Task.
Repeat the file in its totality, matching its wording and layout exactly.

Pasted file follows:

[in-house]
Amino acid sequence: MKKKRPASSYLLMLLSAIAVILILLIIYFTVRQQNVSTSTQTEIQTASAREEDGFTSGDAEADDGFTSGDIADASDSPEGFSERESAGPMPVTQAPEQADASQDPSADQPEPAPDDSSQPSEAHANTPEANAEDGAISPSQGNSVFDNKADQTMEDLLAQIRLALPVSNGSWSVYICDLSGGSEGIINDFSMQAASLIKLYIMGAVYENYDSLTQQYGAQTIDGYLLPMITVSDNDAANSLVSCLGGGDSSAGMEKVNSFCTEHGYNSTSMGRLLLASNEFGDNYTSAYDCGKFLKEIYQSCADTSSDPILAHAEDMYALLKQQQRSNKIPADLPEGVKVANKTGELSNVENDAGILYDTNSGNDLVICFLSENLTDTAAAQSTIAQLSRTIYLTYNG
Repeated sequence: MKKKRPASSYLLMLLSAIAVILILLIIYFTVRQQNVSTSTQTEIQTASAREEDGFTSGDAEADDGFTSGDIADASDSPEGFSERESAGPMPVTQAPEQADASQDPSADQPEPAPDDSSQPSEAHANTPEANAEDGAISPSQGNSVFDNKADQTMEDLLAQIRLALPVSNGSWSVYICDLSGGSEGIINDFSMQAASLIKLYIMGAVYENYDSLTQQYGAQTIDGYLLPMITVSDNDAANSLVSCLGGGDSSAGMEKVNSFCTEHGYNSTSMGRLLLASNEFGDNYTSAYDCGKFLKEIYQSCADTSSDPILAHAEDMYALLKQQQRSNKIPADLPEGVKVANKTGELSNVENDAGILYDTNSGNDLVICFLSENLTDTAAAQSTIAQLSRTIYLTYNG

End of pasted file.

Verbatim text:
[in-house]
Amino acid sequence: MKKKRPASSYLLMLLSAIAVILILLIIYFTVRQQNVSTSTQTEIQTASAREEDGFTSGDAEADDGFTSGDIADASDSPEGFSERESAGPMPVTQAPEQADASQDPSADQPEPAPDDSSQPSEAHANTPEANAEDGAISPSQGNSVFDNKADQTMEDLLAQIRLALPVSNGSWSVYICDLSGGSEGIINDFSMQAASLIKLYIMGAVYENYDSLTQQYGAQTIDGYLLPMITVSDNDAANSLVSCLGGGDSSAGMEKVNSFCTEHGYNSTSMGRLLLASNEFGDNYTSAYDCGKFLKEIYQSCADTSSDPILAHAEDMYALLKQQQRSNKIPADLPEGVKVANKTGELSNVENDAGILYDTNSGNDLVICFLSENLTDTAAAQSTIAQLSRTIYLTYNG
Repeated sequence: MKKKRPASSYLLMLLSAIAVILILLIIYFTVRQQNVSTSTQTEIQTASAREEDGFTSGDAEADDGFTSGDIADASDSPEGFSERESAGPMPVTQAPEQADASQDPSADQPEPAPDDSSQPSEAHANTPEANAEDGAISPSQGNSVFDNKADQTMEDLLAQIRLALPVSNGSWSVYICDLSGGSEGIINDFSMQAASLIKLYIMGAVYENYDSLTQQYGAQTIDGYLLPMITVSDNDAANSLVSCLGGGDSSAGMEKVNSFCTEHGYNSTSMGRLLLASNEFGDNYTSAYDCGKFLKEIYQSCADTSSDPILAHAEDMYALLKQQQRSNKIPADLPEGVKVANKTGELSNVENDAGILYDTNSGNDLVICFLSENLTDTAAAQSTIAQLSRTIYLTYNG